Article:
Even in an epic poem, some scenes are more epic than others, and a few scenes just blow the top of your head clean off. The Iliad is packed with those scenes, and this week I’m bringing the five greatest hits to a theater near you. This is part two of my five-part series dusting off the awesome in the Iliad — last week I laid out the poem’s ten nastiest deaths. This week, I want to dig in a little more and think about one of the poem’s core ideas: heroism. What makes a hero? It’s a question we’re still asking, but Homer knew better than anyone what turns a man into a legend. So here they are: the Iliad’s five most intense scenes (each with my own translation, which you can read by clicking on the title), and some comments on the image they carve out of what it means to be awesome. Get out the popcorn.
When the gods go to war, you get your sorry self out of the way. Ares especially is the jacked-up juggernaut of them all, a bristling mountain of rusty bronze blades and throbbing muscles fueled by a raw thirst for carnage. But the Greek hero Diomedes charges full-tilt into Ares’ onslaught — an unheard-of and suicidally ballsy move. When the dust clears, Diomedes has done the unthinkable: he’s scored a hit and drawn divine blood. In the standoff that follows, Ares stares down the human who dared to stand up to him and retreats into the darkened sky.
What it All Means: Heroes stand up to death
Homer’s heroes strain against the boundaries of being mortal. True: the gods wield forces like flood, disease, and war, against which the strongest men alive are “like leaves,” wiped mercilessly off the earth without exception. But for Homer, the courage of a hero makes him stronger than his fear of death, and almost lets him defy the forces of nature. That’s why men like Diomedes are on par with Ares, why they can fight against gods and even wound them. A Homeric hero’s courage turns him into more than a man: it makes him a legend. And legends outlive death.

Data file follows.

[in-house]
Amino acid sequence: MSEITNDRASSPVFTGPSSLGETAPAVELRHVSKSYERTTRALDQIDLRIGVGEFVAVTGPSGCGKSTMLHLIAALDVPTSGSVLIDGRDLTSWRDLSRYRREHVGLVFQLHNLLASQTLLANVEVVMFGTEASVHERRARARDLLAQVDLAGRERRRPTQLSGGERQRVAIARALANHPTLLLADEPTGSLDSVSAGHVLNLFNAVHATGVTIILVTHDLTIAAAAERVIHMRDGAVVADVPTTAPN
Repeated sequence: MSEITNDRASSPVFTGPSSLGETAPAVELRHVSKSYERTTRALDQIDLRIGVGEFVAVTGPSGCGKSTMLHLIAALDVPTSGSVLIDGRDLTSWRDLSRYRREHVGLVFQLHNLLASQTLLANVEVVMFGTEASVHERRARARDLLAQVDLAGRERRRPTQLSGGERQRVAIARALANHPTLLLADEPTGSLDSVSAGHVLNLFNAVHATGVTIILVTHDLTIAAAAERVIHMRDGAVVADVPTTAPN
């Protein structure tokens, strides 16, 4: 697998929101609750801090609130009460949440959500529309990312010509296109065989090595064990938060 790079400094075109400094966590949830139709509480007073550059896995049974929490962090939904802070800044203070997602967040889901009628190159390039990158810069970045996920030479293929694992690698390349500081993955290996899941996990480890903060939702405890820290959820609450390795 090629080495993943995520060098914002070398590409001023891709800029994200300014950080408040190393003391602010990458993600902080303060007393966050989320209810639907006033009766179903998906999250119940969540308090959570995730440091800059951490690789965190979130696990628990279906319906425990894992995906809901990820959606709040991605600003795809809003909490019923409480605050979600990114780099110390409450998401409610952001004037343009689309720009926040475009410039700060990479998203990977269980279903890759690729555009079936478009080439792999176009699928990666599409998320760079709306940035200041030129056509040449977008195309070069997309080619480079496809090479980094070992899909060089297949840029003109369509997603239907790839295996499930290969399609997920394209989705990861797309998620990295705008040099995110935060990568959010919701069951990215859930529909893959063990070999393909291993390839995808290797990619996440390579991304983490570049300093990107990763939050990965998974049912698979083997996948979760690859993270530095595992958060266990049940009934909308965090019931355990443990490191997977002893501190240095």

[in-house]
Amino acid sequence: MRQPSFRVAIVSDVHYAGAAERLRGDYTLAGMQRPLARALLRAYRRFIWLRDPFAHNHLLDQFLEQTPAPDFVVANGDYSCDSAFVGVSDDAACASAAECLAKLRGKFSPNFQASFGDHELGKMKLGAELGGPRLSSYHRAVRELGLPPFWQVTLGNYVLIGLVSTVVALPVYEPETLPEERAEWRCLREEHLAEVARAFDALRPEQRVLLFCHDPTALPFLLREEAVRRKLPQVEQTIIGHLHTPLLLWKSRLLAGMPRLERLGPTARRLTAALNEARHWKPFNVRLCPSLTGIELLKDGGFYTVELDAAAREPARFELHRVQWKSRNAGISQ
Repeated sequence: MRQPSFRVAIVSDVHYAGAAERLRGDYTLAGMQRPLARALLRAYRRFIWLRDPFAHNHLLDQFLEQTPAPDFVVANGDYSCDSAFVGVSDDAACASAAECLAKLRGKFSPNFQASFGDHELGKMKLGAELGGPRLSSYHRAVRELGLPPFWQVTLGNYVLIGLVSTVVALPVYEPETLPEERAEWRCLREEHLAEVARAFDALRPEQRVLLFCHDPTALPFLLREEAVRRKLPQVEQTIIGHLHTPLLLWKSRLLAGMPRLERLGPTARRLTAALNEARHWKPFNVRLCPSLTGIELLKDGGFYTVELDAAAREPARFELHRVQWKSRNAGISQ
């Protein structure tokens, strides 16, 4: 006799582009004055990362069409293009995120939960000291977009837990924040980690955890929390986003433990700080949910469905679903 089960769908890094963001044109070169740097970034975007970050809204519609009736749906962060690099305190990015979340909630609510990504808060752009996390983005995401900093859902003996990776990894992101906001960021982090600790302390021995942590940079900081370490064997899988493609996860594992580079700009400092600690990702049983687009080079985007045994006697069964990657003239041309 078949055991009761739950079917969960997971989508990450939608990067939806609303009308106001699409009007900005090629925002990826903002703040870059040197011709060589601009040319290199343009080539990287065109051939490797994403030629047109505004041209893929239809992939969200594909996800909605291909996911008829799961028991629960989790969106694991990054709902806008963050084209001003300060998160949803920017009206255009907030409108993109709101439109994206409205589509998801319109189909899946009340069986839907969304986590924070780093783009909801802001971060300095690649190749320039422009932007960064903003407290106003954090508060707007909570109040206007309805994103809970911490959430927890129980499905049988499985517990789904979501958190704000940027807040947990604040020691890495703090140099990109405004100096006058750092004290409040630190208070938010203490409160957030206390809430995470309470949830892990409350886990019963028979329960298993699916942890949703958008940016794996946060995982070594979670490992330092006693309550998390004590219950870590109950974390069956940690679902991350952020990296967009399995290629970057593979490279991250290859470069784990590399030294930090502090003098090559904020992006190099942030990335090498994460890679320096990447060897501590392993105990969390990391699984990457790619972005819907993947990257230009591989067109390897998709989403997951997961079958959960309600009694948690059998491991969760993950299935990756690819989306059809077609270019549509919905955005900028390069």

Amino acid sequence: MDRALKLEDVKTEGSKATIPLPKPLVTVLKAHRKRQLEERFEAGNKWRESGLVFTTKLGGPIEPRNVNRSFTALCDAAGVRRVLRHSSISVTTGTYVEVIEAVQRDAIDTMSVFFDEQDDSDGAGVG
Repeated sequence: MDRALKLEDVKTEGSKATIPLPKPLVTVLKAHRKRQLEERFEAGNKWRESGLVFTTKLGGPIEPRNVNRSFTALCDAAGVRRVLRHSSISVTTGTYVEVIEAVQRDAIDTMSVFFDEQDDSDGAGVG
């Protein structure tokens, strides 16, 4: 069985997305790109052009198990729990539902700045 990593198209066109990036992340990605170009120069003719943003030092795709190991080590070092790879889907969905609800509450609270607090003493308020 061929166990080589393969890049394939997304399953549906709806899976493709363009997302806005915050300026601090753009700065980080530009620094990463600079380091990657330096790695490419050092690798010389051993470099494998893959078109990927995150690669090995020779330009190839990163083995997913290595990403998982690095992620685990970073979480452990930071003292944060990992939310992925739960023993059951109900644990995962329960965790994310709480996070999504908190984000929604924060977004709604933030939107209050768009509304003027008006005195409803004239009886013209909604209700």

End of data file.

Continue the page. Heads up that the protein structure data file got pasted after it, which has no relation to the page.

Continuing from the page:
It’s crunch time for the Greeks, and their strategy session has devolved into an embarrassing fiasco. Agamemnon, the commander-in-chief, and Achilles, his hothead maverick star general, are red in the face, bickering over women. Achilles is inches away from drawing his sword on his superior officer. Nobody moves — if he attacks it means utter chaos, a complete disintegration of military discipline. At the last possible instant, as he’s unsheathing his sword, the goddess of wisdom yanks Achilles back by the hair, talking him down until his anger cools. Achilles shoves his sword back in his sheath and walks it off.
What it All Means: Heroes use their heads
Heroism in the Iliad is more than brute strength. Despite their massive raw power and testosterone, heroes are singled out above their equally brawny companions because they can reason; they’re capable of wrestling their momentary anger into submission to preserve order. Achilles is uniquely blessed by Wisdom: it whispers in his ear and, even in the grips of his brute rage, he listens. That’s what makes him semi-divine, not his rippling biceps: in a world of tribal savagery, leaders like Achilles are elevated, chosen to fight their animal impulses and follow, however imperfectly, in the footsteps of the gods.
Hector, Troy’s last great hope, knows he’s living on borrowed time: Achilles is unbeatable, and Troy’s days are numbered. But even so, he can’t run from his duty — he has to put up a doomed final fight in the name of honor. Gearing up for the final showdown, he meets his wife on the city walls, and silently they both know it’s the last time they’ll see one another. Hector embraces his weeping wife fiercely, makes a desperate prayer that his son will live to see manhood, then straps on his helmet and marches out to his death.